A brand new trading week ushered in another mixed trading session for Asia, as investors' confidence wavered following data that showed further declines in China's house prices.
Uncertainty over Greece's financial crisis and future in the euro zone hung like a cloud over regional bourses as well, experts say. "Greece will be front and center this week as the country looks to secure a deal with its creditors while avoiding harsh austerity. The government reinforced it won't back down on its election promise to end austerity but this is likely to be a lot harder than they are leading on," Stan Shamu, IG's market strategist, wrote in a note.
The mainland's house price index fell 6.1 percent in April from the year-ago period, unchanged from March, according to Reuters calculations of Chinese official data released on Monday.
Meanwhile, machinery orders in Japan rose 2.6 percent on-year in March, rebounding from a 0.4 percent slip in February. Month-on-month basis, core orders, which are usually regarded as an indicator of capital spending in the coming six to nine months, grew 2.9 percent, better than the 1.8 percent forecast from a Reuters poll of economists.
U.S. equities finished narrowly mixed in choppy trade on Friday, with the S&P 500 eking out marginal gains to close at a record high for the second straight session amid disappointing data. The blue-chip Dow added 0.1 percent, while the Nasdaq Composite ended slightly below the flatline.
Mainland markets choppy
Worries over a slew of new share listings this week, alongside fresh data that pictured China's all-important property sector remaining in a slump, led the benchmark Shanghai Composite index down 0.6 percent to close at a one-week low.
Brokerage houses also came under selling pressure; China Merchants Securities led losses with a plunge of 6.5 percent, while Founder Securities and Citic Securities sagged more than 3 percent, respectively.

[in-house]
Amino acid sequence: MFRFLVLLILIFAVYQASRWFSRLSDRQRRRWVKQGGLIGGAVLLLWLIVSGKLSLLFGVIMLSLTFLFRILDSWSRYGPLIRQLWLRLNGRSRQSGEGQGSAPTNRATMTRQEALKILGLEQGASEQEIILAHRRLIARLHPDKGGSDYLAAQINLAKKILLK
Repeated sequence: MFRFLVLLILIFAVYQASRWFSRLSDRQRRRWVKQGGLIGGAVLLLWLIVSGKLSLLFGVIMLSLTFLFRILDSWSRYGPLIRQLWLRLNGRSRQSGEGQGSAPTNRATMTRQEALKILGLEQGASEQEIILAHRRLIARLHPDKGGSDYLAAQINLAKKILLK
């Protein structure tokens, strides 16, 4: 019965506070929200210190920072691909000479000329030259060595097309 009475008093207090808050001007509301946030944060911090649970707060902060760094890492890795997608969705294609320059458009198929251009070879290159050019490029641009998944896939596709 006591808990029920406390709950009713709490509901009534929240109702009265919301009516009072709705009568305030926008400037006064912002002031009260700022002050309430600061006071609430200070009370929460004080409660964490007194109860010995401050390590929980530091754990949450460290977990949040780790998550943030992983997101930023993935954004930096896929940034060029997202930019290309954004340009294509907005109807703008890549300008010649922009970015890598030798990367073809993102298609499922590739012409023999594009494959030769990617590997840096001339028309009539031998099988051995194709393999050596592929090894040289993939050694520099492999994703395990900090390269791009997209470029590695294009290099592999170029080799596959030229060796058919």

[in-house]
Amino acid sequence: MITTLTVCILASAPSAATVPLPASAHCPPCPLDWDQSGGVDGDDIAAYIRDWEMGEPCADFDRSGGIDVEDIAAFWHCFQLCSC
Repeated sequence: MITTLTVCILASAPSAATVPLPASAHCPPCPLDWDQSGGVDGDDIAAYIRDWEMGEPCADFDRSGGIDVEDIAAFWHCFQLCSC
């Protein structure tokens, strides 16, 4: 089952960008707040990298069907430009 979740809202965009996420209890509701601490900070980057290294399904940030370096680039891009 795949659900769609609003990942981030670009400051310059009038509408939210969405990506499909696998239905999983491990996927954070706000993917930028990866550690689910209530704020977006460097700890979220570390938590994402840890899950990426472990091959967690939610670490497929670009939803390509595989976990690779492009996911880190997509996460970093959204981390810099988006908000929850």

Aluminum Corporation of China sank 8.7 and 6 percent, respectively, in Shanghai and Hong Kong after the company said Beijing's plan to consolidate the rare earth industry involves only its parent, not the listed unit.
Meanwhile, Hong Kong shares tracked their mainland peers to fall 1 percent.
Nikkei gains 0.8%
Japan's Nikkei 225 closed at a near three-week peak, buoyed by better-than-expected data as well as robust gains in the financial and insurance sectors.
Dai-ichi Life Insurance topped the leaderboard by surging 10.6 percent after unveiling a higher shareholder payouts.
Top lenders also outperformed the bourse after announcing plans to raise dividend payments and buy back their own shares. Mitsubishi UFJ Financial Group and Mizuho Financial Group charged up over 4 percent each, while Sumitomo Mitsui Financial Group climbed 3.5 percent.
Toshiba rebounded 1.1 percent, after falling as much as 2.5 percent at the open, following last Friday's announcement to set up a new panel to broaden its investigation into accounting irregularities.
ASX loses 1.3%
The global miner was the biggest laggard for the Monday after its spin-off South 32 settled down at A$2.050. Shares in the A$11 billion ($8.81 billion) spin-off first traded at A$2.13 - the lower end of the A$2.00 to A$3.00 range forecast by analysts - when it made its debut at midday in Australia. South32 shares will also list on exchanges in the U.K. and South Africa later in the day.
Rio Tinto fell 1.1 percent, while Fortescue Metals finished flat after Prime Minister Tony Abbott backed the case for a parliamentary inquiry into the iron ore industry on Friday. The move comes on the back of plummeting iron ore prices and claims that big miners are oversupplying the market to force out smaller players.
DuluxGroup plummeted more than 5 percent after reporting a 18 percent slide in first-quarter net profit.
Meanwhile, the Australian dollar remained above the 80 U.S. cent level on Monday and analysts say the currency's appreciation back to "uncomfortable levels on a trade-weighted basis is a concern" for markets.
Kospi adds 0.3%
South Korea's Kospi index closed up modestly, after hovering in the neutral territory for most of the trading session.
Declines among blue-chips weighed on the bourse; the top two weighted stocks Samsung Electronics and Hyundai Motor dropped 0.5 and 0.6 percent, respectively, while steelmaker KB Financial Group finished 0.9 percent lower.
However, Kolon Corporation helped to offset losses by jumping by the daily maximum allowable of 15 percent, while retailing giant Shinsegae extended last week's blistering rally to surge 5.1 percent.
LG Chem also advanced 0.9 percent, following news that it has signed a deal with China's Great Wall Motor to supply batteries for the automaker's new range of electric vehicles set to be launched in 2017.
Thailand's benchmark SET index settled down 0.12 percent after gross domestic product (GDP) released earlier in the session showed Thailand's economy grew 0.3 percent in the first quarter, better than expectations for a 0.6 percent contraction. However, the modest expansion suggests that the country is still stumbling one year after the military staged a coup in May last year.